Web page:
How to Ask for What You Need in Relationships

A simple question to ask yourself and others

Beth Bruno
3 min readApr 8

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Photo by Juri Gianfrancesco on Unsplash

How often have you been upset about something and you needed someone to just give you a big hug? Or maybe you just want someone to listen as you process, grieve, or vent.

But then your partner/parent/friend jumps in with their own way of dealing with your upset and it just sets you off even more, because their way is not what you needed at all. This is where being really clear about what you need can go a long way toward helping you get what you need and strengthen your relationships at the same time.

In the Well newsletter, a subscription newsletter by the NY Times, an article by Jancee Dunn gives an easy way to combat this disconnect between what you need and what you get. When someone you love is upset, instead of assuming you know what they need, ask them this question: “Do you want to be helped, heard, or hugged?”

This is a great question to add to our relationship toolkit. It is also a great question to ask ourselves before we approach someone and expect them to show up for us in the way we need them to.

Have you ever wanted to talk about something to someone, and they are so busy telling you how to fix things that they don’t really listen? This can be the fallback position of a lot of people. In my experience, my husband is a fixer and he wants to make things better as quickly as possible. If all I want him to do is listen, and really hear me, his advice and fixes are not all that helpful and can agitate me even more. This isn’t a character flaw on his part. It is the way he thinks. But if I can go to him with a clear understanding of what I need, and ask him for that, he is more likely to bring more presence to what I have to say and really hear me.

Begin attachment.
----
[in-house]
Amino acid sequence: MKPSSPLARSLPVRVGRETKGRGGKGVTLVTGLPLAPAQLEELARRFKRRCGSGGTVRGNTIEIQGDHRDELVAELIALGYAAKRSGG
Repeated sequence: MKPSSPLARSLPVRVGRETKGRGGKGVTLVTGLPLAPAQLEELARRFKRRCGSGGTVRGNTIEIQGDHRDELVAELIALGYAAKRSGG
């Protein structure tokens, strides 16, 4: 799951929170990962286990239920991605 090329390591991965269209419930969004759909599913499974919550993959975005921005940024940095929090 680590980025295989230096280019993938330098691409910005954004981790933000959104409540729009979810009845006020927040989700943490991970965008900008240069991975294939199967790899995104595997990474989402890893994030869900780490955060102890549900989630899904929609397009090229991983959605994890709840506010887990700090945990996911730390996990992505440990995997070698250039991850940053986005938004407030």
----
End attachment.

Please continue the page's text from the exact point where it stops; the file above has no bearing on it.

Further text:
If we can first assess what it is we are asking for, we are more likely to have our need met. If I can say to my husband, “I need a really big hug, right now” he never fails to oblige. But if I don’t ask for it, he has no idea that’s what I need. And if I say, “All I need you to do is listen” he does his best to lay off the advice.

At the same time, as a mother, there have been many times when I went into problem-solving mode with my kids when what they really needed…

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Beth Bruno

Human learning to be human. Writing in hopes of getting there.